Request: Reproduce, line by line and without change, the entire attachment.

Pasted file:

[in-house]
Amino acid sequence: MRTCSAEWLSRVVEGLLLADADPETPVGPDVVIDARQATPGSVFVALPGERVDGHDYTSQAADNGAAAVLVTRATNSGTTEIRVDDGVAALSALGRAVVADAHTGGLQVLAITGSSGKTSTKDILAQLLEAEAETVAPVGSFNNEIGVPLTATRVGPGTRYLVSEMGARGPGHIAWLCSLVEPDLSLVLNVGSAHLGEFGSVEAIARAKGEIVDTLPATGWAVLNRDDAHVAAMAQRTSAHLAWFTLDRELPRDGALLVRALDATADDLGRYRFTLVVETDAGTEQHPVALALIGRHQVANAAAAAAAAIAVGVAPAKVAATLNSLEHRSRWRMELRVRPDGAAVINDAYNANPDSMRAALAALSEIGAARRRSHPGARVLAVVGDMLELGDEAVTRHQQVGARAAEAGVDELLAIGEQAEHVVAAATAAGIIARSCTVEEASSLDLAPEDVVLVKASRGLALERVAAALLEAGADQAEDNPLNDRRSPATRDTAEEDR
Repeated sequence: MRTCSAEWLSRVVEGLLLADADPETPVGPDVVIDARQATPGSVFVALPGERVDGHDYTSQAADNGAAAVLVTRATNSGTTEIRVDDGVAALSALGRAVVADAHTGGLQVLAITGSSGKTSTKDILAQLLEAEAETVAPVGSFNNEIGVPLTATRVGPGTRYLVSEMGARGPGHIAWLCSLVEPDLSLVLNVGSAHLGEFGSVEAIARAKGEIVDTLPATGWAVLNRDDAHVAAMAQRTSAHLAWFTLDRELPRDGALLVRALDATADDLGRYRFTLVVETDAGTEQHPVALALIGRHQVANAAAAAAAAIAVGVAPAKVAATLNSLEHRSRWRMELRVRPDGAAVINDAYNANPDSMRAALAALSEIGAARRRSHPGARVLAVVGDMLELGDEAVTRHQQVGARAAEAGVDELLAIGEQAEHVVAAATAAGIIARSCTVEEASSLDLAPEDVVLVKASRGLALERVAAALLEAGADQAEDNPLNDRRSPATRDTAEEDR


[in-house]
Amino acid sequence: MRTCSAEWLSRVVEGLLLADADPETPVGPDVVIDARQATPGSVFVALPGERVDGHDYTSQAADNGAAAVLVTRATNSGTTEIRVDDGVAALSALGRAVVADAHTGGLQVLAITGSSGKTSTKDILAQLLEAEAETVAPVGSFNNEIGVPLTATRVGPGTRYLVSEMGARGPGHIAWLCSLVEPDLSLVLNVGSAHLGEFGSVEAIARAKGEIVDTLPATGWAVLNRDDAHVAAMAQRTSAHLAWFTLDRELPRDGALLVRALDATADDLGRYRFTLVVETDAGTEQHPVALALIGRHQVANAAAAAAAAIAVGVAPAKVAATLNSLEHRSRWRMELRVRPDGAAVINDAYNANPDSMRAALAALSEIGAARRRSHPGARVLAVVGDMLELGDEAVTRHQQVGARAAEAGVDELLAIGEQAEHVVAAATAAGIIARSCTVEEASSLDLAPEDVVLVKASRGLALERVAAALLEAGADQAEDNPLNDRRSPATRDTAEEDR
Repeated sequence: MRTCSAEWLSRVVEGLLLADADPETPVGPDVVIDARQATPGSVFVALPGERVDGHDYTSQAADNGAAAVLVTRATNSGTTEIRVDDGVAALSALGRAVVADAHTGGLQVLAITGSSGKTSTKDILAQLLEAEAETVAPVGSFNNEIGVPLTATRVGPGTRYLVSEMGARGPGHIAWLCSLVEPDLSLVLNVGSAHLGEFGSVEAIARAKGEIVDTLPATGWAVLNRDDAHVAAMAQRTSAHLAWFTLDRELPRDGALLVRALDATADDLGRYRFTLVVETDAGTEQHPVALALIGRHQVANAAAAAAAAIAVGVAPAKVAATLNSLEHRSRWRMELRVRPDGAAVINDAYNANPDSMRAALAALSEIGAARRRSHPGARVLAVVGDMLELGDEAVTRHQQVGARAAEAGVDELLAIGEQAEHVVAAATAAGIIARSCTVEEASSLDLAPEDVVLVKASRGLALERVAAALLEAGADQAEDNPLNDRRSPATRDTAEEDR